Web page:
Destination: Mexico: Tulum
Tulum is a magician. I can’t think of any other place in the world that casts its spell so quickly. As soon as you come up for air after your first dive in the warm turquoise sea there, you’ve already forgotten what day and time it is. You have stopped obsessing about the stress before or worrying about the to-do list after your vacation. In one swift dip, Tulum has pulled you powerfully into the present—into its lulling rhythm of salt, sand and sun.
Tucked between Mexico’s luxe Mayan Riviera and the expansive Sian Ka’an Biosphere, Tulum has long been a well-kept secret of eco-conscious travelers in search of life’s simple pleasures: a great climate, a perfect beach, simply prepared seafood, a strong margarita. Recently the beach-chic crowd has arrived, as well as some hotels that are not really “green” in the Tulum sense of the word (most of the classic, cabana-style beach accommodations don’t have AC, pools or electricity after 10 pm). But despite an influx of visitors and a constant worry that one day this little patch of heaven will get too built up, for now Tulum remains beautifully, willfully its own special spot.
“You’re surrounded by incredible nature in a place that’s rightly famous for yoga, meditation and a laid-back lifestyle,” says James Greenfield, the charming owner of the visionary eco-property Casa de las Olas. “Anyone who tries to impose something on Tulum that it is not, loses. This place has its priorities and its soul completely intact.” Unlike so many “eco projects” these days, Tulum’s green slant is not driven by trend. It’s simply the way the hippie enclave developed, and it’s the real deal. Take Casa de las Olas for example. No, you cannot run your high-watt blow-drier from back home because the state-of-the-art, solar-powered system is all about minimal energy and soft consumption. No, you cannot flush the toilet paper and the shower pressure will not be what you’re used to at home. But you can experience what living off the grid is about, learning the intricacies of environmental stewardship.
And one dip in the sea, one walk through the mangroves, one swim in a pristine cenotes demonstrate why preserving this fragile habitat is more than worth the occasional inconvenience of eco living. Casa de las Olas sits next to the Sian Ka’an Biosphere, a million-plus acre wonderland of tropical eco-systems, including lagoons, sand flats, grass savannahs and jungle, and the home of countless species (it’s a bird watcher’s paradise). In-the-know Tulum visitors make the 4km drive into the biosphere to Cesiak, whose rooftop has expansive views—the sea on one side, the lagoon on the other—a marvelous spot for sunset viewing, while snacking on ultra-fresh ceviche.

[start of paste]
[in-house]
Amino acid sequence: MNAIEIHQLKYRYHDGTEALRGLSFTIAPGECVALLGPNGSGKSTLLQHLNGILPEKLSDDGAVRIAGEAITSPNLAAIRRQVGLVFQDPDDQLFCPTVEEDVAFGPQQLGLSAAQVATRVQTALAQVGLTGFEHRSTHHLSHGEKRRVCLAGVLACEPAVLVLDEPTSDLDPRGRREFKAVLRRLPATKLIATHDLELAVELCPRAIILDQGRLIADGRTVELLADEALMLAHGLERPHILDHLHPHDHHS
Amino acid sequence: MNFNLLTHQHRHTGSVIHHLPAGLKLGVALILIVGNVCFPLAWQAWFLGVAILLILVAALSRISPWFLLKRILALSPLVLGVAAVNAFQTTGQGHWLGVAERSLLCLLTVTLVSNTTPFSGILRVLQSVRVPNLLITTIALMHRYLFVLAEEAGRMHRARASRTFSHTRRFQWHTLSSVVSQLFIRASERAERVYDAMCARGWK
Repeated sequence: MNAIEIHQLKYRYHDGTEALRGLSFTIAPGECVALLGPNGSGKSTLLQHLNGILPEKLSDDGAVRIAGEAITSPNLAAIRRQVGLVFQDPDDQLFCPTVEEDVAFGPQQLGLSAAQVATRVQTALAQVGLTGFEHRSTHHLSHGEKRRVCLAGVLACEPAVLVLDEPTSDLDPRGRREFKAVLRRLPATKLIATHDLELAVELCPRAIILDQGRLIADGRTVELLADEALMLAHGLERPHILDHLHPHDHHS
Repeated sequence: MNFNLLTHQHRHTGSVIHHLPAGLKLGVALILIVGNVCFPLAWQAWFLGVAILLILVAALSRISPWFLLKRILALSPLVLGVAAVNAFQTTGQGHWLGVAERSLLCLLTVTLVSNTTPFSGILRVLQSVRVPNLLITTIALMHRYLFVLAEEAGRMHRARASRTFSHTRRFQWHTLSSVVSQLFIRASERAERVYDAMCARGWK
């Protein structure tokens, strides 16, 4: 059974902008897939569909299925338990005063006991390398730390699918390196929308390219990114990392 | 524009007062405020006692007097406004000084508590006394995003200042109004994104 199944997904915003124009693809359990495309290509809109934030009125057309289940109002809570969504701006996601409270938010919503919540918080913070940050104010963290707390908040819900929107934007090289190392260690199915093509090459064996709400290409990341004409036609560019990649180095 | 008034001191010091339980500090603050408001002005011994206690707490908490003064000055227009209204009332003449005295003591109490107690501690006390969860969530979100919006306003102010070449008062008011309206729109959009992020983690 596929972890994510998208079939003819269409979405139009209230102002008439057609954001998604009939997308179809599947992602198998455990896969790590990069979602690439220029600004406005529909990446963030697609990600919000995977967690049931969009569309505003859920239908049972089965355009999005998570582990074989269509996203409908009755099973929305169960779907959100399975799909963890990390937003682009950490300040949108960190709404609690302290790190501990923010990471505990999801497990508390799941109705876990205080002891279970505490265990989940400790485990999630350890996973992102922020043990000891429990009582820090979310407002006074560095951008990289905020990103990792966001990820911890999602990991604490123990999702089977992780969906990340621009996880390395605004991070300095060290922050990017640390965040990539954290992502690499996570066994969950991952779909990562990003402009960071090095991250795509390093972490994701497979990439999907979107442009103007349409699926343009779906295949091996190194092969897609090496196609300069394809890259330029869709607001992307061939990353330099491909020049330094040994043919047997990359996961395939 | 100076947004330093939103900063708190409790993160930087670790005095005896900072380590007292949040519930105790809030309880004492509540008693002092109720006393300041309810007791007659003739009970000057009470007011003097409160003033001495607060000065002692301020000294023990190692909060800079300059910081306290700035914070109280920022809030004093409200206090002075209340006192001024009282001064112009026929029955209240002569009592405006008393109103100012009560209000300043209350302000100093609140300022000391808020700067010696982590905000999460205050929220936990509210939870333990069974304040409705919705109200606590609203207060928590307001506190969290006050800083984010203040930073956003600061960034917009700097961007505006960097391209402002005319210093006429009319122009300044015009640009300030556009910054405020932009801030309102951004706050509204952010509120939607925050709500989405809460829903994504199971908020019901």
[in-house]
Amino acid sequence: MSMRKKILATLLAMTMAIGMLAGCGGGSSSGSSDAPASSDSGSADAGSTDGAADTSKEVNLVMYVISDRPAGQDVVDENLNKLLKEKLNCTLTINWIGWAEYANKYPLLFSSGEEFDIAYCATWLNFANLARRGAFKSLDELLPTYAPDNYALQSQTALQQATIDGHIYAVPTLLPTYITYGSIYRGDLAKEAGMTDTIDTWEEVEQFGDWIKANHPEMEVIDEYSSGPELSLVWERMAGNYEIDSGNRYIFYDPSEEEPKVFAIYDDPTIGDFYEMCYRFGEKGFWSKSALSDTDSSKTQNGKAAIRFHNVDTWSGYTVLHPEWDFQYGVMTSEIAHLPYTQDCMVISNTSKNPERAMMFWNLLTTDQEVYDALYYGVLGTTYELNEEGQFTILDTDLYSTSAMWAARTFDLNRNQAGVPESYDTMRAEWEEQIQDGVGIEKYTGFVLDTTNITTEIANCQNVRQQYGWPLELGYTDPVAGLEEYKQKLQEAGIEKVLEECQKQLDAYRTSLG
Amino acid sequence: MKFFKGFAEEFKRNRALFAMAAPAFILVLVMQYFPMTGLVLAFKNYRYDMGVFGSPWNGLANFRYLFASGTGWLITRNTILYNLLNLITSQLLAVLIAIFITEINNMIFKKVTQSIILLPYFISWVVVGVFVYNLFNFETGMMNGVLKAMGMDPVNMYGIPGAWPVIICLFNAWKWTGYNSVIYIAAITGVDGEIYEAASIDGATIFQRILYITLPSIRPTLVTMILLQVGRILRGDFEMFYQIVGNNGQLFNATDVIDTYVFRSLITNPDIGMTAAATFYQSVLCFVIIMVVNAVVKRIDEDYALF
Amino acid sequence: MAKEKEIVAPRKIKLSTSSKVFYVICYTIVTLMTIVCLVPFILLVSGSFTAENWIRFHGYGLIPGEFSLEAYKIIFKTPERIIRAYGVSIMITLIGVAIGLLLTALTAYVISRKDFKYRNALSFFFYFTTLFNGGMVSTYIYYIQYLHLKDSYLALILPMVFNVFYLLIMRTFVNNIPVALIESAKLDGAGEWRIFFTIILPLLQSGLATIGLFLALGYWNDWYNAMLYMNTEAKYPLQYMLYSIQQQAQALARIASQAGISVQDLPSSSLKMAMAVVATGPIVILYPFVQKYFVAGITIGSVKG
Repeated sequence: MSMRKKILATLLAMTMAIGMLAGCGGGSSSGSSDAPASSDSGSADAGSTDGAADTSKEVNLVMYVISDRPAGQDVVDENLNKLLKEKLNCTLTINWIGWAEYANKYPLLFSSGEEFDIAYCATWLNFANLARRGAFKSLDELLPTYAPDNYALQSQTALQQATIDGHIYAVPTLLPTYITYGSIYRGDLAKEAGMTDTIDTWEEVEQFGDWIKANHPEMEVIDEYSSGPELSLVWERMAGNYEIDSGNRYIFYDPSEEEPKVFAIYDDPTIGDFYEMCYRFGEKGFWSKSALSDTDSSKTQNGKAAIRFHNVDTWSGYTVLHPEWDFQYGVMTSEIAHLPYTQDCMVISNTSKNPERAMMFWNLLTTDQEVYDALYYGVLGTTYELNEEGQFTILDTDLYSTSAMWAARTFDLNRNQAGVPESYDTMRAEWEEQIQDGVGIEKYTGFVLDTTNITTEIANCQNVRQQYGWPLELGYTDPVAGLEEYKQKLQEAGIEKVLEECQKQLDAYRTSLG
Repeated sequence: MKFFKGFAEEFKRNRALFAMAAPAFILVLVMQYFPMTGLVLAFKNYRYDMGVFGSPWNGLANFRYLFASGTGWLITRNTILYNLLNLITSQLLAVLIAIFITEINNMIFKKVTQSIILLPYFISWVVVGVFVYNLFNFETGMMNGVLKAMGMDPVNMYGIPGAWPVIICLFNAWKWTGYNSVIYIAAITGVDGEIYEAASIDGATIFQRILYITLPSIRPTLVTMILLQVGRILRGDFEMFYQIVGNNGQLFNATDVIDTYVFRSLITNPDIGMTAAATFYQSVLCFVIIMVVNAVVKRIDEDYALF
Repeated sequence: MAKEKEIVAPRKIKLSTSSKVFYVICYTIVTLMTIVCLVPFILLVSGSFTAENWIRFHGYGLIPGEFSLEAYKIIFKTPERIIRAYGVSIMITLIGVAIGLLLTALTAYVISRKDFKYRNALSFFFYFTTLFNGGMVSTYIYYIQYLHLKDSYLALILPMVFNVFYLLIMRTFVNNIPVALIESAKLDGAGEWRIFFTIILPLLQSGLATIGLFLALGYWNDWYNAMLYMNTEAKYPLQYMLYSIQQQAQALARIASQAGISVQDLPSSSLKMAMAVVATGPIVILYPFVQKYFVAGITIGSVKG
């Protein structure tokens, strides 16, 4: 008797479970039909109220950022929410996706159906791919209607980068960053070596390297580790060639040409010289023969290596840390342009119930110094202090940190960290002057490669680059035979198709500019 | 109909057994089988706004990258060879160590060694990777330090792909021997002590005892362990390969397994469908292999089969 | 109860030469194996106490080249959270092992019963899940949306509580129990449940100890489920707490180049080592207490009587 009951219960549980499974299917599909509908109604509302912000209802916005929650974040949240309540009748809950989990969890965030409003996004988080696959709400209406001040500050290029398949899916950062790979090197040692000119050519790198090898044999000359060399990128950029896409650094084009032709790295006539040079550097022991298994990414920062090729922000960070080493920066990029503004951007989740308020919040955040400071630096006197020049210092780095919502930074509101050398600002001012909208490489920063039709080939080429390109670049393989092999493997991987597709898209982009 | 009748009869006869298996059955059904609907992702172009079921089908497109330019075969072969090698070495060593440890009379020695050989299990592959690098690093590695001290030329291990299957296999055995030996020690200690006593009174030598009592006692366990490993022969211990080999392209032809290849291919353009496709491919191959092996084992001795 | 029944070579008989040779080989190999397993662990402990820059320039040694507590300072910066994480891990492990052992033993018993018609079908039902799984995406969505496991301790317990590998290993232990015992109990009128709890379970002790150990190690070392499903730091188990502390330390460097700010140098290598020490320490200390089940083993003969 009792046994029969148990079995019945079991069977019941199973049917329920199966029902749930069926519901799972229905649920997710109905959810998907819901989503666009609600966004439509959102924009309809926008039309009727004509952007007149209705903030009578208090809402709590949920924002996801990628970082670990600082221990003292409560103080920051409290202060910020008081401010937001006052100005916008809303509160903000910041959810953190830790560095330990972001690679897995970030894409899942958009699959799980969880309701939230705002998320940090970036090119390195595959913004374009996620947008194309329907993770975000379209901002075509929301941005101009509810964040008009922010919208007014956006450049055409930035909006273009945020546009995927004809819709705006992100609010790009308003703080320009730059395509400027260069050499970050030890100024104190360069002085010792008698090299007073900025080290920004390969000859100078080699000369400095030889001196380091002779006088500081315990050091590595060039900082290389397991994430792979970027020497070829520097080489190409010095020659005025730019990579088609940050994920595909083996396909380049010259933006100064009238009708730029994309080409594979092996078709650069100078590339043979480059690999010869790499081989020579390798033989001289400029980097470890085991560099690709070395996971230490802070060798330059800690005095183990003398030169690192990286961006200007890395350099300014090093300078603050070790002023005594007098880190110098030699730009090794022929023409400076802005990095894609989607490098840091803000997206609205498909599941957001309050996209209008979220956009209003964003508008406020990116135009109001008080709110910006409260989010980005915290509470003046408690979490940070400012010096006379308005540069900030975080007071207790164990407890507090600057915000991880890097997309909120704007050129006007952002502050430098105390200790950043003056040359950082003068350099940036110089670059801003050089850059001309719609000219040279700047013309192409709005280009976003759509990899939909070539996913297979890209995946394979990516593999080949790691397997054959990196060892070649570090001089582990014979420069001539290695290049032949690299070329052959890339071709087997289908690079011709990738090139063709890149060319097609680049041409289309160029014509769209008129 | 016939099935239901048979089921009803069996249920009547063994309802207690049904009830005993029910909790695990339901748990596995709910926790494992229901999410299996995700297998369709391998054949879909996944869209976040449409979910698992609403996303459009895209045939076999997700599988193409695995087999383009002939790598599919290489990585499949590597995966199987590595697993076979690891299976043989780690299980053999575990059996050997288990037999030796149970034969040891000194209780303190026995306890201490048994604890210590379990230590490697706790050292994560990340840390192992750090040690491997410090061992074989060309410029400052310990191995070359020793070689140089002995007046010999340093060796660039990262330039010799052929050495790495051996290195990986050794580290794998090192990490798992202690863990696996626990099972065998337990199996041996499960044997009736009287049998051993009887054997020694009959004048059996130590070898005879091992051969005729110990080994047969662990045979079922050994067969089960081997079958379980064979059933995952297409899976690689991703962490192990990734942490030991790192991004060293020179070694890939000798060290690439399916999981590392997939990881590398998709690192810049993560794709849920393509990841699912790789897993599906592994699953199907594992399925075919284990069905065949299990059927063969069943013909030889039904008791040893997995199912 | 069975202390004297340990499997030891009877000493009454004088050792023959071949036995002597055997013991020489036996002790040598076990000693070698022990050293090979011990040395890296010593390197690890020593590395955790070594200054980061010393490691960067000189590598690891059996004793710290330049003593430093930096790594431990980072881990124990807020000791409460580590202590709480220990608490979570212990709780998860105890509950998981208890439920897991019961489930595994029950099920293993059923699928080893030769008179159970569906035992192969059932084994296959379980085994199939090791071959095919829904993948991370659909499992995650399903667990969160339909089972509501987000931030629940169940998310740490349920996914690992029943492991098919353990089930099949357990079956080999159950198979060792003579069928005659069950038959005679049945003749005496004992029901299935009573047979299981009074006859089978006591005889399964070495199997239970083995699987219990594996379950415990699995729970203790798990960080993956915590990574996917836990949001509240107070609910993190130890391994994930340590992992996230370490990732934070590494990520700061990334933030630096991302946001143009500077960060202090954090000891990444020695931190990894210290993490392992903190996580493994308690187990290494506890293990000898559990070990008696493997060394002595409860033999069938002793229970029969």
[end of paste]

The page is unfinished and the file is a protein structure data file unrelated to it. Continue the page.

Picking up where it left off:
Eating and drinking well in Tulum is easy: the town is full of small taquerias, juice places, ice cream parlors and Mexican seafood joints that are simple and, catering as they do mostly to locals, delicious. (Read about the local spots not to miss.) Along the beach, prices are more akin to New York City dining, but the selection is also excellent, from delicious Mediterranean-inspired food at tiny Hemingway and thin-crust pizza at Casa Violetta (a favorite for lunch) to expert vegan fare in romantic Restaurare and haute Mexican at elegant Hechizo.
Besides the quality of the food, the other thing that surprises first-time visitors is how much exploring is available. Unlike the flop-and-drop resorts of the Caribbean, or even the Riviera Maya, Tulum offers tons of activities. There’s Mayan history, seen in the archeological sites of Tulum and Cobà (a one-hour drive away). There are countless cenotes, ranging from small, refreshing swimming holes to complex underground rivers. There’s incredible snorkeling, especially in the Biosphere, kite-surfing, catamaran-cruising, scuba diving and boat excursions. There are yoga and meditation lessons offered daily on the beach, small spots for massages (a great one is Coqui Coqui), and in the evening, when the night sky explodes with stars (there’s hardly any light pollution here), you can find live music and dancing at many of the hotels.
I had a mental to-do/explore list for my recent trip, and I didn’t do any of it. Even a massage seemed strangely pointless, considering how completely relaxed I felt, lying on a shaded lounger under a palm tree on the deserted beach at Casa de las Olas. It was enough to listen to the waves whispering to the shore, watch the dare-devil kite-surfers glide by, read novels and occasionally walk to the closest cenotes for a cool dip. Priorities shifted, allowing me to fully embrace the Tulum lifestyle—imperceptibly, easily, as if by magic.
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